Top US scientists on Wednesday defended their bid to stop details of a mutant bird flu virus from being published and called for global cooperation to ward off an uncontrollable pandemic.
Meanwhile, scientists involved in the experiments said they are cooperating with government officials and the editors of the journals Science and Nature to pare down their research for publication in the coming weeks.
The controversy arose when two separate research teams -- one in the Netherlands and the other in the United States -- separately found ways to alter the H5N1 avian influenza so it could pass easily between mammals.
Until now, bird flu has been rare in humans, but particularly fatal in those who do get sick. H5N1 first infected humans in 1997 and has killed more than one in every two people that it infected, for a total of 350 deaths.
The concern is the virus could mutate and mimic past pandemic flu outbreaks such as the "Spanish flu" of 1918-1919 which killed 50 million people, and outbreaks in 1957 and 1968 that killed three million.
The recommendations from a non-governmental advisory panel that key details of the newly altered virus be withheld drew fire from some scientists who saw it as censorship of material that is essential for surveillance and the hunt for vaccines.
Some experts have pointed out that the data does not show whether the engineered virus is actually transmissible between humans, and a major risk is that the virus would emerge on its own in nature.
But the chair of the National Science Advisory Board for Biosecurity, Paul Keim, told AFP that even though the research has already been discussed by Dutch scientists at public forums, all 23 members voted unanimously to urge editors to withhold the data in case it fell into the wrong hands.
"We were very worried about the perception -- that the world would view this as the US holding back information that is important for basic research and public health," Keim told AFP.
"The US government is the one that paid for these experiments, so I think that it is the responsibility of the US government to step forward at this time. But it needs to be a global effort and we need a global consensus," he said.
"This is such a dangerous biological weapon, it would not be controllable. Whoever used it would doubtlessly decimate their own people as well," added Keim.
That scenario is not far-fetched, given the existence of radical elements throughout the world, from doomsday cults to suicide bombers, and even leading world governments, he said.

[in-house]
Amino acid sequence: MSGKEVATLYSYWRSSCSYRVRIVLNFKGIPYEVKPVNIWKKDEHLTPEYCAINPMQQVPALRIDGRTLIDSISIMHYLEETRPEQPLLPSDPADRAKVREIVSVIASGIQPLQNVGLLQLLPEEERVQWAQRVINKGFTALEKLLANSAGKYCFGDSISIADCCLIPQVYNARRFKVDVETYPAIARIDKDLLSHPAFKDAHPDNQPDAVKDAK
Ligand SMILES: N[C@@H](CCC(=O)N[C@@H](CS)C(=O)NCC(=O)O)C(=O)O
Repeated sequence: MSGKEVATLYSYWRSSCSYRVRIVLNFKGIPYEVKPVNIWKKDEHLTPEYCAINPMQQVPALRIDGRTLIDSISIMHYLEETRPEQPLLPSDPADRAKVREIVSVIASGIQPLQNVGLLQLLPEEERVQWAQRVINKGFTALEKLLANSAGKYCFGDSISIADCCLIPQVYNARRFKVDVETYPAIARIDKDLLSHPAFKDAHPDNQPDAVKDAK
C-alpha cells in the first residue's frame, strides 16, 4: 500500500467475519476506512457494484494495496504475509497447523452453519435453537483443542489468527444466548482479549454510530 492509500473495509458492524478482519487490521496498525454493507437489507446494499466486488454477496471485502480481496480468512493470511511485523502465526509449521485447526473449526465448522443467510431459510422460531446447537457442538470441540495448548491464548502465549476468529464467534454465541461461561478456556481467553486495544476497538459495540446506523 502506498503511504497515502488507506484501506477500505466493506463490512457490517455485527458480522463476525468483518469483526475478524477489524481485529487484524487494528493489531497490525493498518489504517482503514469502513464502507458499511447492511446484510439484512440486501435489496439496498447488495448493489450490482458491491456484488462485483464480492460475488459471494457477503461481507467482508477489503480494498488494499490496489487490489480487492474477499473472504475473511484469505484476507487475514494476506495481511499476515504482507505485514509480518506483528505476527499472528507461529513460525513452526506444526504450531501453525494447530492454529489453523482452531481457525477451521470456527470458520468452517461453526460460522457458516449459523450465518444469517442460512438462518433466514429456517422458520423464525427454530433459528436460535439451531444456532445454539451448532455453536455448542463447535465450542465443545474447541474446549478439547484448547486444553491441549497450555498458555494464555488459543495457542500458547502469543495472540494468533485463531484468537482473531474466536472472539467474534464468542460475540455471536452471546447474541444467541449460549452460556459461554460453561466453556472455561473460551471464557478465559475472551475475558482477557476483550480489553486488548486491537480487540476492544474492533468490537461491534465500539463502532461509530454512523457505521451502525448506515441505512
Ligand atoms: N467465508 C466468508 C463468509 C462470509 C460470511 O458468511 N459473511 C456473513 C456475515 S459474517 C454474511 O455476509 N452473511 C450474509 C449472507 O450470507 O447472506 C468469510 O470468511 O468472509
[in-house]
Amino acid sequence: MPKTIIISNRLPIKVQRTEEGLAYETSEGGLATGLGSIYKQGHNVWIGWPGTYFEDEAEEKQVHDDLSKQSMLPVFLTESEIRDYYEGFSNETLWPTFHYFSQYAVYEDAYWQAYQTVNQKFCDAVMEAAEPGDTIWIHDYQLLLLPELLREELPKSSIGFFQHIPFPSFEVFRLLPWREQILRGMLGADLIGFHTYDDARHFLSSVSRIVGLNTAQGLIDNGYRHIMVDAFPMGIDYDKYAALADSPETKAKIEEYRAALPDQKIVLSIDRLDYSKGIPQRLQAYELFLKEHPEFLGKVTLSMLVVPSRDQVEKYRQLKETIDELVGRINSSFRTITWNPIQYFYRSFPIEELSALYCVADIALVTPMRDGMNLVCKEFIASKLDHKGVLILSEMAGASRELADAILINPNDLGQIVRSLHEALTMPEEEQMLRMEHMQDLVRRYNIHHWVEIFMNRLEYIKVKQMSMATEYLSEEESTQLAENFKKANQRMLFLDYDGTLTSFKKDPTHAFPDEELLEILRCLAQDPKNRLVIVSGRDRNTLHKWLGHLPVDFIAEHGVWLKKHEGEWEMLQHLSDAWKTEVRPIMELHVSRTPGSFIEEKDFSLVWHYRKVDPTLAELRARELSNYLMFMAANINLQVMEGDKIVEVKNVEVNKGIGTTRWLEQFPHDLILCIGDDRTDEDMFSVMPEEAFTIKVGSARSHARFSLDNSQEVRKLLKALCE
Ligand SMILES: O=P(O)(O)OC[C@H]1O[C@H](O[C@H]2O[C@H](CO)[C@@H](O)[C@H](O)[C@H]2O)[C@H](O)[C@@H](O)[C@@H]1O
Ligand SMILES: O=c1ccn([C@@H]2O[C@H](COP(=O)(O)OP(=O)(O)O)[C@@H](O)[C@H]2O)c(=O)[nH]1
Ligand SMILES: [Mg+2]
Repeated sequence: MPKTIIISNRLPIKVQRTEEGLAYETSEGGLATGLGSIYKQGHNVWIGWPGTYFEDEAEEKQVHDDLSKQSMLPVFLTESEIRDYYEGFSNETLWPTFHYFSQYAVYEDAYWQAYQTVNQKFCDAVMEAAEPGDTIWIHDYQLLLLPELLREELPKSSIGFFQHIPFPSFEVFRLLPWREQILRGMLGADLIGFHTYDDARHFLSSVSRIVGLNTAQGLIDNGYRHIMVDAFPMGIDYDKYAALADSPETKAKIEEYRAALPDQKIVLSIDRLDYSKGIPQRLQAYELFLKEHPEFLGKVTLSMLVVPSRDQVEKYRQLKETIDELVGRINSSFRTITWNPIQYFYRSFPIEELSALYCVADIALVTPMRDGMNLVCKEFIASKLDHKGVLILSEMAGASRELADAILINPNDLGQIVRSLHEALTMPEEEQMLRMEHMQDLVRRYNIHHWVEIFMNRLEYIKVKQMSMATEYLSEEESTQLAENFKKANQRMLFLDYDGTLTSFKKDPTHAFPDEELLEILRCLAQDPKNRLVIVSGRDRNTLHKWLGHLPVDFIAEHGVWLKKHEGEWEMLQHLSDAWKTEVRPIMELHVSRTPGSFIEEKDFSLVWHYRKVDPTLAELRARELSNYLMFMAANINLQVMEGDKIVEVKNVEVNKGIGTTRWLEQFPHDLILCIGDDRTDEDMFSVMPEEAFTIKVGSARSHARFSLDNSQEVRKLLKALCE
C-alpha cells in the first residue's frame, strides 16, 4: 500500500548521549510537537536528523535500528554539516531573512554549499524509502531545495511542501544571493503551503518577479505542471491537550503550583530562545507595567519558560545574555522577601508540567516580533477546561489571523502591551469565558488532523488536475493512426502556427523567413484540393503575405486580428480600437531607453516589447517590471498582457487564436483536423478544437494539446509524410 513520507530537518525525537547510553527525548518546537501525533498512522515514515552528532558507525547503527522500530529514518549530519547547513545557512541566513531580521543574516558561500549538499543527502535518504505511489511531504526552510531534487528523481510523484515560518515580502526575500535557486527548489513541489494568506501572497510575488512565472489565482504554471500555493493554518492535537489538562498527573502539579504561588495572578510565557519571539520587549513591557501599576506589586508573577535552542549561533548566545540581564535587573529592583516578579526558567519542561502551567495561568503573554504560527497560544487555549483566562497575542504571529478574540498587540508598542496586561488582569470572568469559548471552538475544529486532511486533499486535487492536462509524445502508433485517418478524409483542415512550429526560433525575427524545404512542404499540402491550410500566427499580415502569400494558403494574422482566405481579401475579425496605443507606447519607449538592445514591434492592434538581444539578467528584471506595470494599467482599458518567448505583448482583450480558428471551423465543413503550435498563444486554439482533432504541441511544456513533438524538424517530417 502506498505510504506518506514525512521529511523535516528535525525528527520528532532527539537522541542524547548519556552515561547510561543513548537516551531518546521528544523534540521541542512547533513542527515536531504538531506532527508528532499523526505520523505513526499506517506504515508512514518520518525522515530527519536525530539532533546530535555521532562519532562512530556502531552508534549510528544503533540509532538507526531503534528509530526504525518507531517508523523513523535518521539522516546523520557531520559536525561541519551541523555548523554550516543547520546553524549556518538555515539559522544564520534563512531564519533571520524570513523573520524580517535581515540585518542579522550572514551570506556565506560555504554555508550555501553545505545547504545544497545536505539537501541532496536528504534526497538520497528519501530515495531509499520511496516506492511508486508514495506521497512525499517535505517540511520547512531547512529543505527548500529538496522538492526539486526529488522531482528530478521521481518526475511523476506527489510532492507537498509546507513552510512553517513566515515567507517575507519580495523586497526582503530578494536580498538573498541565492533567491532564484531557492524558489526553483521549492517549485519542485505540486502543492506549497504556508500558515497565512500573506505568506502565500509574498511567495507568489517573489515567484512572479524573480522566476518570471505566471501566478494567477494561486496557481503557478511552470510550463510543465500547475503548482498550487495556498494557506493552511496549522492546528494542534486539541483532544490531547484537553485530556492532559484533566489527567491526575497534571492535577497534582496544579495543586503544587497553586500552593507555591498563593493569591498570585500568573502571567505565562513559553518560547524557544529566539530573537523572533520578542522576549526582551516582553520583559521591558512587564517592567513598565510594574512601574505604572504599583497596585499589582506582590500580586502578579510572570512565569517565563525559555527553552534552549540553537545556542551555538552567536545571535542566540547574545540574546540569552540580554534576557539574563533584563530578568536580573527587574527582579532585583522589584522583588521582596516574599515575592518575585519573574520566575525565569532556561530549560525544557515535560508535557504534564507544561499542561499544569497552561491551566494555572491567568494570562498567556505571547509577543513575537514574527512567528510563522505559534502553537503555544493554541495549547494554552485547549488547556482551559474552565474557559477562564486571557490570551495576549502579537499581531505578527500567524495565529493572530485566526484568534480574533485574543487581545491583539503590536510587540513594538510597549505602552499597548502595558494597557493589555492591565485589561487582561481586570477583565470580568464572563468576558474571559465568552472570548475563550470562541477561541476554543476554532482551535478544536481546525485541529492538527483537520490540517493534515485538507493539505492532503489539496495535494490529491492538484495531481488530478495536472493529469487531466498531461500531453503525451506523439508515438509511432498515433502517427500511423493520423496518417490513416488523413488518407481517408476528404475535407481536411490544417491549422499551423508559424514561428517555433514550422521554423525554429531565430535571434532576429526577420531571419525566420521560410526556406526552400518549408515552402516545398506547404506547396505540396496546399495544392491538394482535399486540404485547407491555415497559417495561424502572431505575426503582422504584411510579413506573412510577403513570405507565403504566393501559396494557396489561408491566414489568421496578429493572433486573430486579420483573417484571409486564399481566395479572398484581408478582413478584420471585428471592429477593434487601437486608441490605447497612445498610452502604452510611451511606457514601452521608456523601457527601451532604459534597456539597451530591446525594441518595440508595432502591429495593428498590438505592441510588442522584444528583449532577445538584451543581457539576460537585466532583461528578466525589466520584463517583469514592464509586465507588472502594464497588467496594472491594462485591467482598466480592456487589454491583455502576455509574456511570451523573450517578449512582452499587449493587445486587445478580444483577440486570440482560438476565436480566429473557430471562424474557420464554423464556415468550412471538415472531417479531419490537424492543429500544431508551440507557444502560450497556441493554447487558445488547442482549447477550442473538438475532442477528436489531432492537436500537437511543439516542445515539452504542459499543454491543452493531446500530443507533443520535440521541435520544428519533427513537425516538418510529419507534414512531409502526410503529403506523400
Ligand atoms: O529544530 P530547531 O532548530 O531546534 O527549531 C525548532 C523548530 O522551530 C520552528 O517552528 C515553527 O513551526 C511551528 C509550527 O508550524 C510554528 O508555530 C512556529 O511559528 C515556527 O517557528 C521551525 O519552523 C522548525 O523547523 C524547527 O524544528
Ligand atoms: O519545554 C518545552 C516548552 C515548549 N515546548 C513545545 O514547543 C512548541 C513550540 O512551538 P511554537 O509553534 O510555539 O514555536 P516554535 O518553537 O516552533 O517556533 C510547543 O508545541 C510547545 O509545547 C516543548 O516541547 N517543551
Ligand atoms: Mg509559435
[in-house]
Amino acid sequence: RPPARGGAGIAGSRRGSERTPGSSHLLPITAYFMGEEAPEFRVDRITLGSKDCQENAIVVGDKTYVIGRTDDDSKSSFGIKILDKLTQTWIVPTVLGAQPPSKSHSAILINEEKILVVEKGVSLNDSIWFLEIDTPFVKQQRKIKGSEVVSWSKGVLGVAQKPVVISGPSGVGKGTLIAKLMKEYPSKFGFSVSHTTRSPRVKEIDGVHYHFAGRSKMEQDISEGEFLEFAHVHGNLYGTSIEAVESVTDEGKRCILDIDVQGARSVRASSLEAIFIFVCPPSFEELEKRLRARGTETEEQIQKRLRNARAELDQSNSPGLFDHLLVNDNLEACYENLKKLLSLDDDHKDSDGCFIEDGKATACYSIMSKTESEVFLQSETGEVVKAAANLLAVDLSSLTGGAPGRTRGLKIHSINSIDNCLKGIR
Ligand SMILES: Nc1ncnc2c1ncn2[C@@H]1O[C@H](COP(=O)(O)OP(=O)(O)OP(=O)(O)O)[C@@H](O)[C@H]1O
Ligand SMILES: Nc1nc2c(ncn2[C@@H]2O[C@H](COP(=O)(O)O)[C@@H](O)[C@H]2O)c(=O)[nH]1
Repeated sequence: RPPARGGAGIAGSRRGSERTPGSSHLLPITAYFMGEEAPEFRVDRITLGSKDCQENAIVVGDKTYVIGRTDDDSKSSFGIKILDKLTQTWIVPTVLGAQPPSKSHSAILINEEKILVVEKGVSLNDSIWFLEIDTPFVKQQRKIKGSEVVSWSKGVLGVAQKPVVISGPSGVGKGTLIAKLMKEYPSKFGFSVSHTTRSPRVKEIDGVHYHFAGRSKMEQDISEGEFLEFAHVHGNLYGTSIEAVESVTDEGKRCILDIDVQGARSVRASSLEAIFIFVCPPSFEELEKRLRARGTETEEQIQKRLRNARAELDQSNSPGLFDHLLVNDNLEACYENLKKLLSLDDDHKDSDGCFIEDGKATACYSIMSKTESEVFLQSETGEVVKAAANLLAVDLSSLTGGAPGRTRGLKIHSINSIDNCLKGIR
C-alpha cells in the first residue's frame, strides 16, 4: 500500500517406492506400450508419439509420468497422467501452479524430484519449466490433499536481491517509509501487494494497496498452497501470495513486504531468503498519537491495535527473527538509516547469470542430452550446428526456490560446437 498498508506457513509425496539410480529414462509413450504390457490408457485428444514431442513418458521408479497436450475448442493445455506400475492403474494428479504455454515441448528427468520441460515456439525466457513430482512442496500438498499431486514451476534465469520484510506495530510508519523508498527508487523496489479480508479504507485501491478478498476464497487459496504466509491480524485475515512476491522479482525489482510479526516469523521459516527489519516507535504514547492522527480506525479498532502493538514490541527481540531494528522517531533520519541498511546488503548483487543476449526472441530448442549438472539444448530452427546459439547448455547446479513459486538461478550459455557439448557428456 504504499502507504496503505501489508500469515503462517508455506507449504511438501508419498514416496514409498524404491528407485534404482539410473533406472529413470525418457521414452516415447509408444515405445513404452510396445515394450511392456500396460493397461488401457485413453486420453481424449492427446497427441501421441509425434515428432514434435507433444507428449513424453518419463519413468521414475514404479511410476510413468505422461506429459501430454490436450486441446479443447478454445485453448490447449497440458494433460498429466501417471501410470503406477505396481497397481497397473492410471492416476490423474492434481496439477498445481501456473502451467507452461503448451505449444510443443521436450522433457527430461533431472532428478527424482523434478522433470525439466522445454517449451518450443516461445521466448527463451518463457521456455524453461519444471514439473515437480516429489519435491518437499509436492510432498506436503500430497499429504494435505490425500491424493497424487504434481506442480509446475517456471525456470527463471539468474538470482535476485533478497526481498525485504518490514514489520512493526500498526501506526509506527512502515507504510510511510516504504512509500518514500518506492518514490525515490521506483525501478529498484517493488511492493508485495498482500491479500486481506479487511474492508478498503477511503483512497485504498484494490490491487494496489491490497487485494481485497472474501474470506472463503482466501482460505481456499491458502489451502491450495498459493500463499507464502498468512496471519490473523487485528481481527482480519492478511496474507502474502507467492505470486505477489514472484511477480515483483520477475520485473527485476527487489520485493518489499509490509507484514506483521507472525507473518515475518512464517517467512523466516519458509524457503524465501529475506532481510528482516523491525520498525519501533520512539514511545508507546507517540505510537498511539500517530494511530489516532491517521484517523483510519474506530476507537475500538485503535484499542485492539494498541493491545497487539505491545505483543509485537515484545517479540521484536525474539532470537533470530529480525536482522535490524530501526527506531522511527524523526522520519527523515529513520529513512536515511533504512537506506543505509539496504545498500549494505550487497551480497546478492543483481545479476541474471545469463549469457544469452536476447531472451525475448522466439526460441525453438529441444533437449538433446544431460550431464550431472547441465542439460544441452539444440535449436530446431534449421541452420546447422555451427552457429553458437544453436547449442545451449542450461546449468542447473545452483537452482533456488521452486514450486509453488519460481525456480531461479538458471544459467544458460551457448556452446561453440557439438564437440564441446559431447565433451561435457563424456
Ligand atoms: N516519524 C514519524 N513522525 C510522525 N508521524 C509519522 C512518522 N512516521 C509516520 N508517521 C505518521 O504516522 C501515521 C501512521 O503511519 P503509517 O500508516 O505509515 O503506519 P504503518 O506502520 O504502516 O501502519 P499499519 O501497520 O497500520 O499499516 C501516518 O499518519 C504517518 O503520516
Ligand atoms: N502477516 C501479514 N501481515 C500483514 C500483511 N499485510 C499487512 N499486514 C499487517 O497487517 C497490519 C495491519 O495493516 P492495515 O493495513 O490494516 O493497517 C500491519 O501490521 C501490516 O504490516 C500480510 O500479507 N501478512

"The United States has participated in a strategy of mutually assured destruction in the area of nuclear weapons for 60 years now," he said.
"So to say that people wouldn't construct and use a weapon that is so deadly that it couldn't be controlled even by the most developed countries is, I think, a fallacy."
A spokeswoman for the journal Science said talks are under way to get the detailed information to scientists who need it through established channels, such as the World Health Organization.
Arranging for access has been a key argument of the researchers involved. Both teams have agreed to "respect" the NSABB recommendations, but have also expressed some reluctance to water down their findings.
"It is harder when you talk about removing information from a manuscript," said Terry Devitt, a spokesman for the University of Wisconsin where one of the studies was based.
Ron Fouchier, whose team at the Rotterdam Erasmus Medical Centre announced the mutant version in September, told AFP the threat was overblown.
"Recreating this virus is definitely not easy. You need highly skilled people and a very large team, as well as specialized facilities to do this type of work," he said.
Anthony Fauci, head of the US National Institute of Allergy and Infectious Diseases, said the move did not amount to censorship and vowed that any "legitimate" researchers would be able to seek the full details for their own study.
"If their credentials are appropriate they will have access to that information," he told AFP.
According to Bruce Hirsch, a physician and infectious diseases expert at North Shore University Hospital in Manhasset, New York, the trade-off is worthwhile.
"To accept a level of censorship in the medical journals, which is extraordinary, I think is appropriate given the complexities of the world that we live in," said Hirsch, who was not involved in either study.
Keim said perhaps the researchers should have given more thought to the potential dangers of their experiments early on.
"In the future we need to be aware of the consequences of the research sooner in the process rather than just when it gets to the point of publication," he said.
"These experiments were done with the best intentions, but the negative consequences are so great."
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